The controversy over Harper Lee's Go Set a Watchman is just not done being depressing. According to the latest report the state of Alabama is investigating, after the whole affair prompted at least one person to file a complaint alleging possible elder abuse.
The New York Times reports that the question of Harper Lee's mental state has divided Monroeville and the rest of the country into feuding camps. And now somebody has gotten the government involved (when somebody in rural Alabama's willing to go that far you know it's gotten real). The Times spoke to one person who spoke up:
One person who said that he had filed an anonymous complaint with the state is a doctor who has known Ms. Lee for years. The doctor said in an interview that he had called Alabama's adult protective services hotline and asked the state to investigate whether Ms. Lee was too infirm to have fully consented to the publication of "Watchman."
The doctor, who has not treated Ms. Lee and asked to remain anonymous because of the divisive nature of the issue, said he had been alarmed by reports of her frailty and by an account from someone he trusted who visited Ms. Lee last fall after the death of her sister, and said she was largely uncommunicative, lying in a fetal position in bed in the middle of the afternoon.
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The inquiry is being handled by the state outfits that typically look into financial misdeeds against the elderly, Alabama's Human Resources Department and also its Securities Commission. In the last month, investigators have spoken with Lee, various employees at her assisted living facility, and folks around town. It's too soon to tell how it'll play out:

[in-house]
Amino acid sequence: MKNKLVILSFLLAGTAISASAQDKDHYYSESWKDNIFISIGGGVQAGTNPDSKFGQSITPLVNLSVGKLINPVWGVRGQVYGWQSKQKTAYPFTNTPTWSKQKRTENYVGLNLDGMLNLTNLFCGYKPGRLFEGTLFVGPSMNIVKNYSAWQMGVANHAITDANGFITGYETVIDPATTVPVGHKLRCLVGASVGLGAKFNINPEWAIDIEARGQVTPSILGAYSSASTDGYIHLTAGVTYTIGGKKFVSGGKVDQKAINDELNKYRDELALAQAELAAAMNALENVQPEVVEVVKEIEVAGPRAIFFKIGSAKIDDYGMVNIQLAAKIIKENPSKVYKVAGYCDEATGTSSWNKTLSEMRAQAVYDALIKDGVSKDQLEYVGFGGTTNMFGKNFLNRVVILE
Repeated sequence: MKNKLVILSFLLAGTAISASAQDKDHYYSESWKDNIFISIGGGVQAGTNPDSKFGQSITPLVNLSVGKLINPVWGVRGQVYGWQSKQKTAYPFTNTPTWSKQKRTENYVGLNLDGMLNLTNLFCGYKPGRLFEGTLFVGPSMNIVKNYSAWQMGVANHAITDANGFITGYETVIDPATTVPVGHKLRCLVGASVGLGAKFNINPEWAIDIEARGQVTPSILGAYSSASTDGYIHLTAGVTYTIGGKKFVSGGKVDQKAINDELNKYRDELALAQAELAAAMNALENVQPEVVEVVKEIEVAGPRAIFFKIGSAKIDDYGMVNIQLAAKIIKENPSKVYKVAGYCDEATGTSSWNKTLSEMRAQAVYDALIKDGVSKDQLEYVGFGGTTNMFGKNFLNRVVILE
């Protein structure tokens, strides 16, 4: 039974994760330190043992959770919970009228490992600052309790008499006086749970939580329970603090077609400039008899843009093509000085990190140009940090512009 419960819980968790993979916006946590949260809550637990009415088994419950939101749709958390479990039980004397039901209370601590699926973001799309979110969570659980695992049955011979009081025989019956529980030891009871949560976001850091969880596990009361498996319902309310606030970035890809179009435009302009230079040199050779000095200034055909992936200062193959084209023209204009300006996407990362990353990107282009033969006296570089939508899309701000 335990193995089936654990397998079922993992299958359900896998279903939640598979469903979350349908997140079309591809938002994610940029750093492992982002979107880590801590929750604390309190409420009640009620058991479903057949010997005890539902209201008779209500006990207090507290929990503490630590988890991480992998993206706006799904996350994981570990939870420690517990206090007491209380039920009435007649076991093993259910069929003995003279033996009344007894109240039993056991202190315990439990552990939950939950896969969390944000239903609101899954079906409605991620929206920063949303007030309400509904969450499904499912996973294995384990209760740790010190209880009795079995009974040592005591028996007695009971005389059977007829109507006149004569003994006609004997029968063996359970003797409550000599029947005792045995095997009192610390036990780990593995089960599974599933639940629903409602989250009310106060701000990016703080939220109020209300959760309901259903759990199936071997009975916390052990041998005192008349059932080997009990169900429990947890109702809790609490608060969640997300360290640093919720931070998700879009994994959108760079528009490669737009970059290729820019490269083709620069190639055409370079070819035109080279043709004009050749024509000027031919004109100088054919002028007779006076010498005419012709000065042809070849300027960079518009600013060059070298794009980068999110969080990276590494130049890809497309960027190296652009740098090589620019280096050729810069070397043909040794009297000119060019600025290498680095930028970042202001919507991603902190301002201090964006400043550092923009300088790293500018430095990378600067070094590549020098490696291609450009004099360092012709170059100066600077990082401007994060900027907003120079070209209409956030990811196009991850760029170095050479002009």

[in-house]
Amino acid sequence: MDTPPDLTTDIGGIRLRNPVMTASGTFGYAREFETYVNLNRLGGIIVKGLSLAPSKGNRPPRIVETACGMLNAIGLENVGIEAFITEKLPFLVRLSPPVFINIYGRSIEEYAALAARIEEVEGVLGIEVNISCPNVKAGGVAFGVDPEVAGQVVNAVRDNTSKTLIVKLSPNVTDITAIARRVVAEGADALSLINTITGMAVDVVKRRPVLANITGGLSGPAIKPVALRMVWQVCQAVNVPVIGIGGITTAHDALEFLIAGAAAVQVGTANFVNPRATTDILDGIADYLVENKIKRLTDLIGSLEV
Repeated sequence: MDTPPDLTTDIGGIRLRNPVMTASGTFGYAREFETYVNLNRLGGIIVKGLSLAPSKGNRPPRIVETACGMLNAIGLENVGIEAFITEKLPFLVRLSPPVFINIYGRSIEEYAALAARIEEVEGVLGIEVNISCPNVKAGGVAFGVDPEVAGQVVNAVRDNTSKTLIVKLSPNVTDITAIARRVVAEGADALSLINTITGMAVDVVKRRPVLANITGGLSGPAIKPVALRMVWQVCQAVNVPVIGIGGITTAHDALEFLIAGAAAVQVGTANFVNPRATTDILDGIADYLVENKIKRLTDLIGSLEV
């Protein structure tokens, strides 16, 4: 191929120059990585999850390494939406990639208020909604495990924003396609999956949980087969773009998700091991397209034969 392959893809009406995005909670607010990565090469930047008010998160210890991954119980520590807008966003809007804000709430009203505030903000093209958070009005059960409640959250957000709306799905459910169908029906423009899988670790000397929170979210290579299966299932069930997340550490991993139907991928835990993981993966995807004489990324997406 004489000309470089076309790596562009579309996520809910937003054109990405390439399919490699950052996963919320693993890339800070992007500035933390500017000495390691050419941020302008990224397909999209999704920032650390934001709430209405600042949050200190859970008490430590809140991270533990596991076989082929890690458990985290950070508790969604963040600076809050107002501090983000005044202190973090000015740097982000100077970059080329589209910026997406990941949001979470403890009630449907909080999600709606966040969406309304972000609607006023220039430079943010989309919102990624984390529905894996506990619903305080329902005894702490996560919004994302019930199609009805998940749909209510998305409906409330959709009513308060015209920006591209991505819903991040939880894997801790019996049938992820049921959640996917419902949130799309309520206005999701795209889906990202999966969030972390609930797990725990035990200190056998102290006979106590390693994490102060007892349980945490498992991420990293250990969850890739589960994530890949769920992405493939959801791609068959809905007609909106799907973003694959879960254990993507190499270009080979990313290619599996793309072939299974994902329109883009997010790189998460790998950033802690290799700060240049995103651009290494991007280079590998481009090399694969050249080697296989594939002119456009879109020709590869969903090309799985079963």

It remains unclear what, if anything, will come out of the investigation, now more than a month old. One person informed of the substance of the interviews, who did not want to speak for attribution because the inquiry was ongoing, said Ms. Lee appeared capable of understanding questions and provided cogent answers to investigators.
Meanwhile HarperCollins has chimed in again. Publisher Michael Morrison said he'd visited with Lee in February and she was doing great:
"She was in great spirits, and we talked about how much we love 'Go Set a Watchman' and the details of the publication," Mr. Morrison said in a statement to The Times. "It was a great meeting, and as expected, she was humorous, intelligent and gracious."
Guess we'll have to wait and see.
Updated, 4:50pm Thursday: Well, we didn't have to wait very long! The Alabama Securities Commission tells AL.com that they've closed the investigation. They don't deem it necessary to wade any further in:
The Alabama Securities Commission interviewed author Harper Lee about her upcoming book - and presumably whether she is of sound mind to make decisions about the release of it - and found no reason to intervene.
"We traveled to the nursing home to talk to Ms. Lee at the request of the Alabama Department of Human Resources," said Steve Feaga, a lawyer with the securities commission. "We have since closed out files on the matter."
Photo via AP.